Joe Maddon wants Cubs to 'embrace the target'

MESA, Ariz. -- Getting his cues from Jack Ryan, the main character in author Tom Clancy's CIA spy books, Chicago Cubs manager Joe Maddon wants his team to "embrace the target" of high expectations as the Cubs begin spring training looking to win their first World Series since 1908.

"I'm really a big believer in running towards the fire instead of away from it," Maddon said Friday. "I want our guys to get comfortable with the concept of everyone speaking so glowingly of us."

The Cubs won 97 games last season and made it to the NLCS, where they were swept by the New York Mets. But after adding Jason Heyward, Ben Zobrist, John Lackey and Adam Warren to an extremely talented group of young players, the Cubs have a great chance to break their long championship drought.

With that talent comes a lot of attention, so when Maddon needed a hook for his team, he found it in Clancy's book "Clear and Present Danger." In it, Jack Ryan advises the president of the United States not to disassociate himself from a friend who had been killed during a drug bust.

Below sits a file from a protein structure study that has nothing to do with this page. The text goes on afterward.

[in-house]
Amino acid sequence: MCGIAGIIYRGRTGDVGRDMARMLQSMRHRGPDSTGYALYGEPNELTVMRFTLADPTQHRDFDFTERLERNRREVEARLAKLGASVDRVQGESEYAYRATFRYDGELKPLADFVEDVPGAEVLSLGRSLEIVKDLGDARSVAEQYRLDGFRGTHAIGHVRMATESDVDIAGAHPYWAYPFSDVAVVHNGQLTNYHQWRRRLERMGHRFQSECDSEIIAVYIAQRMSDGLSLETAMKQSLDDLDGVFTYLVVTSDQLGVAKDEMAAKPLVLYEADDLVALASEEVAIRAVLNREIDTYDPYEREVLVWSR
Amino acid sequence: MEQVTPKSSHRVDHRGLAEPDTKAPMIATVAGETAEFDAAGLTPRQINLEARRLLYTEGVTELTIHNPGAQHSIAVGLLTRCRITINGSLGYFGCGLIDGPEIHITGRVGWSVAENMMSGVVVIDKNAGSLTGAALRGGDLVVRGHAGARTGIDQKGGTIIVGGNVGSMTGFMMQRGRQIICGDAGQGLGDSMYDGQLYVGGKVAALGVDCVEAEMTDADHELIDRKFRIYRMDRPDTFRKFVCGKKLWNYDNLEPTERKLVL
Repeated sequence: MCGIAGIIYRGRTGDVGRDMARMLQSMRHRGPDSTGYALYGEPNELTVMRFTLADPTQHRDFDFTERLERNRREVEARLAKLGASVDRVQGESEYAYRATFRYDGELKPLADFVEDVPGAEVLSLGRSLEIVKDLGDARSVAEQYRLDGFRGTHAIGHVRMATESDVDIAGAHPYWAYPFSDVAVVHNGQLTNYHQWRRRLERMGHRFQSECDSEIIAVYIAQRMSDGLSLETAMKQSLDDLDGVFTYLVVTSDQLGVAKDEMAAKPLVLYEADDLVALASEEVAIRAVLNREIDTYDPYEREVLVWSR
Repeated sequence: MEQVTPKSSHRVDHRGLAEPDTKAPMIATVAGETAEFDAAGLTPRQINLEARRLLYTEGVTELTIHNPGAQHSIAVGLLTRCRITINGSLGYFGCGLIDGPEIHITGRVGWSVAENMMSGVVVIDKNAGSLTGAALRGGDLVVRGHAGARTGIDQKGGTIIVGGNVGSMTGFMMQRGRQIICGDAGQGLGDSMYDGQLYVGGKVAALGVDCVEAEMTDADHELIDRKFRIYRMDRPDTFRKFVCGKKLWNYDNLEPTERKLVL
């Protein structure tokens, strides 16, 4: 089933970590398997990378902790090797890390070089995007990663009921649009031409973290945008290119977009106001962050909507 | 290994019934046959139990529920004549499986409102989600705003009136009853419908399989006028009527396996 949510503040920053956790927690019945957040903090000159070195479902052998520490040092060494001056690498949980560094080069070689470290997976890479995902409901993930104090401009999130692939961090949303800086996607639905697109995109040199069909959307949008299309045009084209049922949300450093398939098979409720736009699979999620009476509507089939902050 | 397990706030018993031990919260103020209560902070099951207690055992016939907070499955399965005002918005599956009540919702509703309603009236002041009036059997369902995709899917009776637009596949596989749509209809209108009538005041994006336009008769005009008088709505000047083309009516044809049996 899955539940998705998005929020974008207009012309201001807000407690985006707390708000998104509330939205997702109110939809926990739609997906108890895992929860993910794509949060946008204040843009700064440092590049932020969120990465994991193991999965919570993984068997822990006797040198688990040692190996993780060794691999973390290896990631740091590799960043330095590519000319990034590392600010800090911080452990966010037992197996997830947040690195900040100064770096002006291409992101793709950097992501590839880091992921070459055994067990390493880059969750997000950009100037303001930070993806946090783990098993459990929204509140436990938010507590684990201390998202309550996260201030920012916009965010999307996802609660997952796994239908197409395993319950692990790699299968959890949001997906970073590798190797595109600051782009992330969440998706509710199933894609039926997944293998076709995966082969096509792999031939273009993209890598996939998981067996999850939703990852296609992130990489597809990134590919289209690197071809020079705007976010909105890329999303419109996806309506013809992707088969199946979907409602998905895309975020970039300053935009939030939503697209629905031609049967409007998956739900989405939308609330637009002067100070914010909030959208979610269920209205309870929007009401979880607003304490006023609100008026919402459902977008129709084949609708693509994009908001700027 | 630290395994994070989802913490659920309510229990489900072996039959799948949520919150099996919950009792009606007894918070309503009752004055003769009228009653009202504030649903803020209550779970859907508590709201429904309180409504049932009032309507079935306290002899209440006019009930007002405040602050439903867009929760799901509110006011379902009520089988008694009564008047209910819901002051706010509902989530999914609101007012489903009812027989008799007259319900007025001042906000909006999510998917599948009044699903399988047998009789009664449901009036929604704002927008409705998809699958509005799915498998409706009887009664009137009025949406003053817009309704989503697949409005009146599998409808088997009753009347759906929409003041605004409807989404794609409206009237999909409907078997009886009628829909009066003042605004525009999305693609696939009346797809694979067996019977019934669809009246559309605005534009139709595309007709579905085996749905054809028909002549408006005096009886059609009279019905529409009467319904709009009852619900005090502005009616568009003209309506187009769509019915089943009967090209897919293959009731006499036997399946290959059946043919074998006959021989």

"Jack Ryan pops up and says, no, Mr. President, don't do that," Maddon said. "Not only was he your friend, he was your best friend."

"And he ran right into it and disarmed the entire moment. So it's my Jack Ryan moment."

"Embrace the target" is the theme for 2016, and the manager says the best way for his team to deal with the high expectations is for the players to handle their business the same as if they weren't picked to win it at all.

"It's all about processing the day properly," Maddon said. "You never take anything for granted. You never get complacent. Coming off a really good season, there's a lot to be proud of, but there's so much more to accomplish."

Cubs president Theo Epstein echoed that strategy, relying on the foundation he has built and the highly talented players he has acquired since taking over the front office in 2011.

"Fundamentally we trust the characters of the players . . . and the culture of the organization," Epstein said. "It's because of that culture we're not overly concerned with being overconfident."

Epstein jokingly asked Maddon if Jack Ryan went on to win the World Series.

"That's the next novel," Maddon shot back.

The Cubs are hoping it's the finish to their story as well.

"This is a special place and a special time to be in this place," Epstein said.